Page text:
GMI has the largest whole-genome sequencing (WGS) lab in Ireland, and one of the largest in Europe, and works with a network of Irish hospitals. WuXi NextCODE’s purpose-built informatics platform—the genomically ordered relational database (GORdb)—stores the data, while the Sequence Miner and Clinical Sequence Analyzer applications are used to analyze it. GMI’s WGS results are delivered and stored in Amazon S3 Buckets. Amazon EC2 Spot Instances—among other AWS services such as AWS Lambda and RDS—are employed to run a secondary analysis of sequencing. AWS exclusively hosts GMI’s sample collection and processing systems. GMI also hosts an instance of GORdb, Sequence Miner and Clinical Sequence Analyzer on AWS, and provides it as a managed service. In addition to its power and flexibility, AWS’s security model ensures GMI can provide access to sensitive data in a way that is highly secure and fully compliant with European data protection laws.

Results
In this one alliance alone, the GMI-WuXi NextCODE genomics and biopharma program will:

  • Focus on major chronic diseases within oncology, neuroscience, and immunology that affect hundreds of thousands of people in Ireland and hundreds of millions worldwide
  • Sequence 45,000 genomes from volunteer participants across Ireland to seek novel insights into the biological processes that underlie complex disease.
  • Use the research database developed by GMI to identify new molecular approaches for therapeutic drug discovery and development as well as to develop companion diagnostics

Looking ahead
Precision medicine has the potential to help people stay healthier longer by ensuring they receive a drug that is right for their genetic makeup, at the right time, and in the correct dose. Genomics is a major driver for precision medicine because it can characterize populations genetically to understand disease risk, predict individual response to medications, and point scientists toward new treatments and cures. Pharmaceutical companies are embracing genomics to boost drug development success rates and design better clinical trials. For example, when genetic biomarker tests are used to develop drugs, the probability a compound will make it from Phase I to market doubles. Tightly defined patient populations, selected via biomarkers, can identify the patients most likely to benefit from a drug, meaning smaller trials with fewer patients to demonstrate effectiveness. Patients who are unlikely to benefit from a treatment won’t receive it, reducing unnecessary costs and the burdens associated with lack of efficacy and adverse effects. The cloud is the technological foundation of genomically-driven precision medicine: it provides an environment that supports the continual creation of data and keeps it secure.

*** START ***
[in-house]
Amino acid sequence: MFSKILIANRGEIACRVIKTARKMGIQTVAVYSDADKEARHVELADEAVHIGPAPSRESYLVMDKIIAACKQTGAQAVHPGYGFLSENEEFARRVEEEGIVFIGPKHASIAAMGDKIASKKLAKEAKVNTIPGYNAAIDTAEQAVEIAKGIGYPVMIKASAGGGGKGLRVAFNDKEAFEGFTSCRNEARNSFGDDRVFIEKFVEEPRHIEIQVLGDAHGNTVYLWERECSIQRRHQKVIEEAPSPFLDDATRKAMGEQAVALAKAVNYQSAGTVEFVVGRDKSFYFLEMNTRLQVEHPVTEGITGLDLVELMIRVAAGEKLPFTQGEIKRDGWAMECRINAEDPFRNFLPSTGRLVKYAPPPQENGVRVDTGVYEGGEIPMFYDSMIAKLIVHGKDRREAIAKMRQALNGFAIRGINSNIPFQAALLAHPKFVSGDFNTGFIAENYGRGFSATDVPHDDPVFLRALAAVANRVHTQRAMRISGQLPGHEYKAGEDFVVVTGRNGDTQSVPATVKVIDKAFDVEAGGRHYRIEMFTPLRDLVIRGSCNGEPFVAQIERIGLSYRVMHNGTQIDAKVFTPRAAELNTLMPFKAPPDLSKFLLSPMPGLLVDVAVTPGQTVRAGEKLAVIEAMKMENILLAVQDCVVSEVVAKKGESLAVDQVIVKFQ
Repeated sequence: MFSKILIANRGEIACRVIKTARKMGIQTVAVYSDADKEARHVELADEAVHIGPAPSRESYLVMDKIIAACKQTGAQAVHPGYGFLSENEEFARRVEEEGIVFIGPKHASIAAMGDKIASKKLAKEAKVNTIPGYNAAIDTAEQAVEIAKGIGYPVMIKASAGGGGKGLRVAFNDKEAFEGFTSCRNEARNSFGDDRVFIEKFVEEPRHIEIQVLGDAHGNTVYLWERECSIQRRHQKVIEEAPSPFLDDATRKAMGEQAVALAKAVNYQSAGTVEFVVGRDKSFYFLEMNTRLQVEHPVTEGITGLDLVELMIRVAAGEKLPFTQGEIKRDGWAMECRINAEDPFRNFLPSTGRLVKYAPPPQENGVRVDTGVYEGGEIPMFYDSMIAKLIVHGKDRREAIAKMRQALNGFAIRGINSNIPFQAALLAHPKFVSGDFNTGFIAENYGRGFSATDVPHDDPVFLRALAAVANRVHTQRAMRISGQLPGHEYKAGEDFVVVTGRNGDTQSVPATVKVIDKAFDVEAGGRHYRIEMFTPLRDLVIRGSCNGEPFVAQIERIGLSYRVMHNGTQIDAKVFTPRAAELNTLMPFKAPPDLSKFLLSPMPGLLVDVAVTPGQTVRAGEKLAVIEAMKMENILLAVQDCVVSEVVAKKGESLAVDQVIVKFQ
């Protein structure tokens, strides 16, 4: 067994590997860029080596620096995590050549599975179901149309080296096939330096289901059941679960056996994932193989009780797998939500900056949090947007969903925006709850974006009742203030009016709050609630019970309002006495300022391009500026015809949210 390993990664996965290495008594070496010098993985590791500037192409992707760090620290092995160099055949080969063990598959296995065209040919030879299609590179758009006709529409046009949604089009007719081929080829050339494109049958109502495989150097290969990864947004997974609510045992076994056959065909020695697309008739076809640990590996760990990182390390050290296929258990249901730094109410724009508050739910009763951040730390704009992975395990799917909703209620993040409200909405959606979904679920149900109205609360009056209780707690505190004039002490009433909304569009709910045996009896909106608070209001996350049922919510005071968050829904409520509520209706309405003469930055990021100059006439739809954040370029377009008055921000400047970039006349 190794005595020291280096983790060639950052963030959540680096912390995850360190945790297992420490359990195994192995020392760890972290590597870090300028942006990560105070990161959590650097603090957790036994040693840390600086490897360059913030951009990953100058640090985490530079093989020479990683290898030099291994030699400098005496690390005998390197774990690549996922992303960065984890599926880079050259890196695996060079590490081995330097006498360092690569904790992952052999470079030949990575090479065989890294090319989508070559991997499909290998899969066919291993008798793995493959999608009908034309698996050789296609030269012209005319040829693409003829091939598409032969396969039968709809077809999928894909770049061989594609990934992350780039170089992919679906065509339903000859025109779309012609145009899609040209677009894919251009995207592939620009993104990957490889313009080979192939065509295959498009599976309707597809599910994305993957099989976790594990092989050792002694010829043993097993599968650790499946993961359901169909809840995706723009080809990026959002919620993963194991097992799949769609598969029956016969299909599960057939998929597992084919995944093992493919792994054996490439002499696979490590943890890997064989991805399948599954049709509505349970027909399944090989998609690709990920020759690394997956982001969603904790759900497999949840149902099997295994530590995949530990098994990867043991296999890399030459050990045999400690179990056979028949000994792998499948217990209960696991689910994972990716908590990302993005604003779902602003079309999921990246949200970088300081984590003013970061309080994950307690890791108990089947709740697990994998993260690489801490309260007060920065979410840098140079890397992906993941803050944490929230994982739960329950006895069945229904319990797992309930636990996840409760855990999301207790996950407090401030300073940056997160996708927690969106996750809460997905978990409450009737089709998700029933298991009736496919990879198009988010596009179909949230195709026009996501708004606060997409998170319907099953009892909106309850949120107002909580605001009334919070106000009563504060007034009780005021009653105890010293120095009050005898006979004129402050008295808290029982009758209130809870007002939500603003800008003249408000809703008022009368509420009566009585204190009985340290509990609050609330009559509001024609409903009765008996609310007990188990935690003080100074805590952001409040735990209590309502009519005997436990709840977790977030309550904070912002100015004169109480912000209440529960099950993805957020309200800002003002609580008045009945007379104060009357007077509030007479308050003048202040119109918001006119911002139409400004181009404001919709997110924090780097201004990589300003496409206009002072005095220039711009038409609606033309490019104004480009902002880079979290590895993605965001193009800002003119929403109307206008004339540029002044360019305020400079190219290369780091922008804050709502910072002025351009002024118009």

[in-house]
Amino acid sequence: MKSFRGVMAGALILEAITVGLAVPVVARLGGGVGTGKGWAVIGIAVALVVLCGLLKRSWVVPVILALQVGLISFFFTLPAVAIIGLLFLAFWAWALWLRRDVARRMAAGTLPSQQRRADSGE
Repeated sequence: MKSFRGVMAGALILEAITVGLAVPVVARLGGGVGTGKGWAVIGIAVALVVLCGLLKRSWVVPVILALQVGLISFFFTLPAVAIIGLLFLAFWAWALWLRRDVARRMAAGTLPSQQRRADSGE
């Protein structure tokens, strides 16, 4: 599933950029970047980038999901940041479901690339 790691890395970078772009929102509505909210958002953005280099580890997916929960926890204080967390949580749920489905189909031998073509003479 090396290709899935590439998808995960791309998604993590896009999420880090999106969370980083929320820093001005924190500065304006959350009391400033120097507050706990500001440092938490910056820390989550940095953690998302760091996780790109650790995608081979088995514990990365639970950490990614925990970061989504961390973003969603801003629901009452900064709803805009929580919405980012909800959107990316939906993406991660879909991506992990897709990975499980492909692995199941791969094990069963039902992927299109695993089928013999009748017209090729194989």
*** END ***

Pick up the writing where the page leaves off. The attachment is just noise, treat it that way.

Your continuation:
Get ready. Start. Modernize

In March 2019 then-FDA Commissioner Scott Gottlieb, M.D., said modernizing clinical trials is one of the agency’s top priorities. He also acknowledged that the “clinical research enterprise” is fantastically complex: it is heavily regulated, resource-intensive, and risky. “Efforts to streamline medical product development based on advancing science can be frustrated by legacy business models that discourage collaboration and data sharing, and the adoption of disruptive technologies that make clinical research more effective,” he observed.

Adopting new trial designs, analytic techniques, and technologies is how companies will modernize clinical trials—but they need to be smart about it. One way to mitigate risks is to rely on solutions developed by companies that combine deep domain expertise and technical computing prowess. The innovative solutions offered by APN Partners, backed by the scalable and secure power of AWS, are already transforming clinical research.

Source: AWS